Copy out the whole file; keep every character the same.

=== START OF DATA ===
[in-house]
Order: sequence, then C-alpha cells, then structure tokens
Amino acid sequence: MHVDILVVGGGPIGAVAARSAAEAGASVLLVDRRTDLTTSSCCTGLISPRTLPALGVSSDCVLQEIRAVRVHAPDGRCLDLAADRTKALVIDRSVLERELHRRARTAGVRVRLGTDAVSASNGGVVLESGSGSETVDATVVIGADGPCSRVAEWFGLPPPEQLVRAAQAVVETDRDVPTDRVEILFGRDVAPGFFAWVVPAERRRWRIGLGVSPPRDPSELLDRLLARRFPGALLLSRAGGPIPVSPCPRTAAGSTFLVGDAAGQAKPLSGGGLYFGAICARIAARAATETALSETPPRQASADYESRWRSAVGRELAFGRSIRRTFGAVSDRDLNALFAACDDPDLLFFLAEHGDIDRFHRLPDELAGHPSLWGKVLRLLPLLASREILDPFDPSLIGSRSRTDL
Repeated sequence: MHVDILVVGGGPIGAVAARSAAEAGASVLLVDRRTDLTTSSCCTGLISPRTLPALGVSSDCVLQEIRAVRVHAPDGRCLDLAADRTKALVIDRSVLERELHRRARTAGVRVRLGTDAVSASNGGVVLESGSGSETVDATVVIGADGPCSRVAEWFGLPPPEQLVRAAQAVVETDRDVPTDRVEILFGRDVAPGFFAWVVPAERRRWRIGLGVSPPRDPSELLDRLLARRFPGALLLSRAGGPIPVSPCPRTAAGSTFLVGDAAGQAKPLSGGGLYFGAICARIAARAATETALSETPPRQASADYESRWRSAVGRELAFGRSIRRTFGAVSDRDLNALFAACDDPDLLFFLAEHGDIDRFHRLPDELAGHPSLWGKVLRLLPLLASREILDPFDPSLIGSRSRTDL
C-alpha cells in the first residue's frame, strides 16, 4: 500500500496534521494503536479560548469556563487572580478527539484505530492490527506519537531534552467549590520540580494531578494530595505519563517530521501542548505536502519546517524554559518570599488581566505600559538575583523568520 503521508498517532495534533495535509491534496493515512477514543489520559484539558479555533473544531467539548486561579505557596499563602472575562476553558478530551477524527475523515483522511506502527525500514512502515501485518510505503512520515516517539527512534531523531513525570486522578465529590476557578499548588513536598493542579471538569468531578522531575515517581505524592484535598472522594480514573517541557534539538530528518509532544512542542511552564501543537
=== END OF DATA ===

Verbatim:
[in-house]
Order: sequence, then C-alpha cells, then structure tokens
Amino acid sequence: MHVDILVVGGGPIGAVAARSAAEAGASVLLVDRRTDLTTSSCCTGLISPRTLPALGVSSDCVLQEIRAVRVHAPDGRCLDLAADRTKALVIDRSVLERELHRRARTAGVRVRLGTDAVSASNGGVVLESGSGSETVDATVVIGADGPCSRVAEWFGLPPPEQLVRAAQAVVETDRDVPTDRVEILFGRDVAPGFFAWVVPAERRRWRIGLGVSPPRDPSELLDRLLARRFPGALLLSRAGGPIPVSPCPRTAAGSTFLVGDAAGQAKPLSGGGLYFGAICARIAARAATETALSETPPRQASADYESRWRSAVGRELAFGRSIRRTFGAVSDRDLNALFAACDDPDLLFFLAEHGDIDRFHRLPDELAGHPSLWGKVLRLLPLLASREILDPFDPSLIGSRSRTDL
Repeated sequence: MHVDILVVGGGPIGAVAARSAAEAGASVLLVDRRTDLTTSSCCTGLISPRTLPALGVSSDCVLQEIRAVRVHAPDGRCLDLAADRTKALVIDRSVLERELHRRARTAGVRVRLGTDAVSASNGGVVLESGSGSETVDATVVIGADGPCSRVAEWFGLPPPEQLVRAAQAVVETDRDVPTDRVEILFGRDVAPGFFAWVVPAERRRWRIGLGVSPPRDPSELLDRLLARRFPGALLLSRAGGPIPVSPCPRTAAGSTFLVGDAAGQAKPLSGGGLYFGAICARIAARAATETALSETPPRQASADYESRWRSAVGRELAFGRSIRRTFGAVSDRDLNALFAACDDPDLLFFLAEHGDIDRFHRLPDELAGHPSLWGKVLRLLPLLASREILDPFDPSLIGSRSRTDL
C-alpha cells in the first residue's frame, strides 16, 4: 500500500496534521494503536479560548469556563487572580478527539484505530492490527506519537531534552467549590520540580494531578494530595505519563517530521501542548505536502519546517524554559518570599488581566505600559538575583523568520 503521508498517532495534533495535509491534496493515512477514543489520559484539558479555533473544531467539548486561579505557596499563602472575562476553558478530551477524527475523515483522511506502527525500514512502515501485518510505503512520515516517539527512534531523531513525570486522578465529590476557578499548588513536598493542579471538569468531578522531575515517581505524592484535598472522594480514573517541557534539538530528518509532544512542542511552564501543537